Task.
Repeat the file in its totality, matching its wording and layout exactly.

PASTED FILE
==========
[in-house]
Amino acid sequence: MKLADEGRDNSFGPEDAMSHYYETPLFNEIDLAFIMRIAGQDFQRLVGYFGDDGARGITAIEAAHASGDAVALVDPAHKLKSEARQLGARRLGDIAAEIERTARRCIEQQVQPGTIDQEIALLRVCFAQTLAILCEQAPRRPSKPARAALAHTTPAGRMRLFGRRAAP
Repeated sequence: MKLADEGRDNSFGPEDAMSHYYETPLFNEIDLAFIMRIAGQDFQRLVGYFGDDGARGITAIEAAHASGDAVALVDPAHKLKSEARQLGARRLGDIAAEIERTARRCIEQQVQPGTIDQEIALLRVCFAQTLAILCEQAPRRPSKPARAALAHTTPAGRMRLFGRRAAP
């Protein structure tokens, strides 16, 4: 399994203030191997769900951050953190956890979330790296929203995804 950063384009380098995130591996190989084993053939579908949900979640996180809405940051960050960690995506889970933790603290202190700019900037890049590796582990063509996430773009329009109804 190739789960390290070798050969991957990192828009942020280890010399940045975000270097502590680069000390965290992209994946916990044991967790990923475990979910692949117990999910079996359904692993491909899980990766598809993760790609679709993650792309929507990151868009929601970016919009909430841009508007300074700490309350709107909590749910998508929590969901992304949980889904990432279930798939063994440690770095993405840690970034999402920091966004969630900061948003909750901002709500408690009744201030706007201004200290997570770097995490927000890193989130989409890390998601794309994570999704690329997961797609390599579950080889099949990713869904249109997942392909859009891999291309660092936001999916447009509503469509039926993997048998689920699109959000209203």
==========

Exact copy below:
[in-house]
Amino acid sequence: MKLADEGRDNSFGPEDAMSHYYETPLFNEIDLAFIMRIAGQDFQRLVGYFGDDGARGITAIEAAHASGDAVALVDPAHKLKSEARQLGARRLGDIAAEIERTARRCIEQQVQPGTIDQEIALLRVCFAQTLAILCEQAPRRPSKPARAALAHTTPAGRMRLFGRRAAP
Repeated sequence: MKLADEGRDNSFGPEDAMSHYYETPLFNEIDLAFIMRIAGQDFQRLVGYFGDDGARGITAIEAAHASGDAVALVDPAHKLKSEARQLGARRLGDIAAEIERTARRCIEQQVQPGTIDQEIALLRVCFAQTLAILCEQAPRRPSKPARAALAHTTPAGRMRLFGRRAAP
């Protein structure tokens, strides 16, 4: 399994203030191997769900951050953190956890979330790296929203995804 950063384009380098995130591996190989084993053939579908949900979640996180809405940051960050960690995506889970933790603290202190700019900037890049590796582990063509996430773009329009109804 190739789960390290070798050969991957990192828009942020280890010399940045975000270097502590680069000390965290992209994946916990044991967790990923475990979910692949117990999910079996359904692993491909899980990766598809993760790609679709993650792309929507990151868009929601970016919009909430841009508007300074700490309350709107909590749910998508929590969901992304949980889904990432279930798939063994440690770095993405840690970034999402920091966004969630900061948003909750901002709500408690009744201030706007201004200290997570770097995490927000890193989130989409890390998601794309994570999704690329997961797609390599579950080889099949990713869904249109997942392909859009891999291309660092936001999916447009509503469509039926993997048998689920699109959000209203």